The directory should look like Figure 4.
Figure 4: Axis2 service sub directory hierarchy
Note: If you are using Axis2 version above 0.91, you do not need to create an archive file. You can just drop your service folder into the service sub directory in the Axis2 repository.
Note: As mentioned earlier, in Axis2 it is not required to have a wsdl file to publish a service, but if you have a wsdl file, it provides more functionality or rather configurations. If the archive file contains a wsdl file, a WSDL Object Model (WOM) will be created using that particular wsdl by deployment and then fill rest of the data by using services.xml. If you do not have a wsdl with you, an empty WOM model will be crated and rest will be filled using services.xml.
Axis2 Service Extension (Modules)
The concept of service extension is a totally new concept in the Apache Axis paradigm, but the developers have achieved the functionally of service extension or the module by doing a very hard job in Axis 1.x. A module is something that can plug into a running system; then, it will do some extra job. In one respect, a module can be considered a set of handlers bundled together to provide some specific case—most of the time, it implements a WS spec.
The idea is very simple. Say you need to support WS-Addressing; what you have to do is download the module and drop that into the modules directory in the Axis2 repository. If you want to enable that globally, put the following entry into axis2.xml; otherwise, if you want to enable that into specific service, put the same entry into the services.xml of that particular service.
In this case ModuleName = addressing.
Note: In Axis2, you get WS-Addressing by default, so you do not need to do anything. In fact, addressing is globally enabled, so each and every service will have addressing functionally by default.
The same scenario is applicable for WS-Security, WS-RM, and so forth.
Creating a module archive file is almost the same as that of a service archive file; the only difference is that the module contains module.xml as its configuration file. In addition to that, the module may or may not contain a module implementation class, but as a module it should at least contain a single handler. (It won’t be checked by deployment, but if a module does not have a single handler, it is useless.) A template of module.xml is shown below:
<module name=”ModuleName” class=”org.apache.module.Module1Impl”>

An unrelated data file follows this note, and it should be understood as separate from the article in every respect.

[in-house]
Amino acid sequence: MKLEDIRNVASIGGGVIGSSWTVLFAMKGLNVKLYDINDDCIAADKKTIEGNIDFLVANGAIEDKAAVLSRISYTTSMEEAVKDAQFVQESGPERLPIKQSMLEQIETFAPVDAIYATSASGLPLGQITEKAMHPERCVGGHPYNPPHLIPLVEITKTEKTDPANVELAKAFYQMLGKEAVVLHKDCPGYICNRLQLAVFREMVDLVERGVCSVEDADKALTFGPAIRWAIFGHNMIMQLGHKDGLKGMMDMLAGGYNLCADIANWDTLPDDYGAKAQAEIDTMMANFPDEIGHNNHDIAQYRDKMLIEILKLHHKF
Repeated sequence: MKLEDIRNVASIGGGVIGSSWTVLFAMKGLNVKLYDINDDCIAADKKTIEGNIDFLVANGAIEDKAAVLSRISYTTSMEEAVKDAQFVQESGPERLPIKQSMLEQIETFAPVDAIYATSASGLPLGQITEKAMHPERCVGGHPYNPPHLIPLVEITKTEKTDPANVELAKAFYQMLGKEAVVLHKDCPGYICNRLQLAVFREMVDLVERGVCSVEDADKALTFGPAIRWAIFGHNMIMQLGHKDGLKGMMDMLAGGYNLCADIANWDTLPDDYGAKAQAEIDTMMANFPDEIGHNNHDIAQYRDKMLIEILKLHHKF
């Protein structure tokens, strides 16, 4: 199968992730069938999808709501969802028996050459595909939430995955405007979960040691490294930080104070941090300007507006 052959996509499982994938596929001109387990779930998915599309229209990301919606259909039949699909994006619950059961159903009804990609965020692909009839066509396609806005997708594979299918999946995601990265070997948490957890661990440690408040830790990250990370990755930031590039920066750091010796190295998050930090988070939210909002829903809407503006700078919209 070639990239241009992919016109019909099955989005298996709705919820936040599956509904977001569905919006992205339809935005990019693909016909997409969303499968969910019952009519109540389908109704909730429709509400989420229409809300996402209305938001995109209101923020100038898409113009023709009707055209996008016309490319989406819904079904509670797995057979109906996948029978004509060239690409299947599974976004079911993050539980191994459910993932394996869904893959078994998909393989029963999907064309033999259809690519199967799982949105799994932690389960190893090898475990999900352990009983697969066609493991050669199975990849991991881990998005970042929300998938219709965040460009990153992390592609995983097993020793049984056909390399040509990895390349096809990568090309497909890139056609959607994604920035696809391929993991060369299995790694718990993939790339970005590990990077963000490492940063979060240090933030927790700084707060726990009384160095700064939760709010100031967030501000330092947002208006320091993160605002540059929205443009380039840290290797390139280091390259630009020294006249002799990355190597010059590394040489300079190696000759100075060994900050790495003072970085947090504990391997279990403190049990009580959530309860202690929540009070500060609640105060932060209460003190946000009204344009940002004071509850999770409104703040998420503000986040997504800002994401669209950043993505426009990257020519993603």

<handler name=”h1″ class=”org.apache.axis2.registry.Handler3″>
<handler name=”h2″ class=”org.apache.axis2.registry.Handler3″>
Out Flow handlers go here
Out fault flow handler go here
In fault flow handlers go here
<parameter name=”ModulePara” locked=”true”>
Note: If you have a module implementation class, set the value of the class attribute as a fully qualified name of the implementation class. If module.xml contains a module implementation class, its init method will be called by deployment at deployment time.
As you can see, there are some elements called ** flow. In module.xml, those are basically to configure Axis2 messaging paths. To write a correct module, you need to have a better understanding about all the possible and valid elements in module configuration, but explaining them here is beyond the scope of this article. Resources are available on the Axis2 site; you should read them before writing any modules.
Although a service can deploy without creating a service archive, it is not applicable here. To be a valid module in Axis2, (1) it should be an archive file (either *.mar or *.jar), (2) it should take the directory hierarchy as shown in Figure 5.
Figure 5: Axis2 module sub directories hierarchy
Note: It is not a requirement that you should drop the module archive file into the module’s sub directory, but if you have the module archive in your class path and you ask to engage that particular module by putting <module ref=”foo”/> in anywhere (may be axis2.xml or services.xml), the deployment engine will read the module from the class path and copy that into the modules directory.
Available Ways to Deploy a Service in Axis2
In Axis2 there are two ways to deploy a service. One is to drop the service archive file into the services sub directory in the Axis2 repository; the other is to deploy the service programmatically. The basis of repository-based deployment has mentioned above, and is the most common way of deploying a service.
Deploying a service programmatically is not really a user requirement, but it is kind of module author requirement, where some module requires you to deploy a Web service to provide the full functionality of the module. To create a service programmatically, you need to have servicesxml, a class loader with your class files (or CCL) and ServiceDescription, the static representation of a service in Axis2. The following code fragment will help you to get a basic understanding about programmatically service deployment.
DeploymentEngine de = new DeploymentEngine();
ServiceDescription service = new ServiceDescription();
ClassLoader cls = Thread.currentThread().getContextClassLoader();
InputStream in = new FileInputStream(“location of servie.xml”);
Axis2 is not there to prove Web services concepts, but to provide a better SOAP processing model, with considerable performance increase in both speed and memory with respect to Axis 1.x and other existing web service engines. In addition to that, it provides a user convenient deployment mechanism. Now, it’s time to play with Axis2.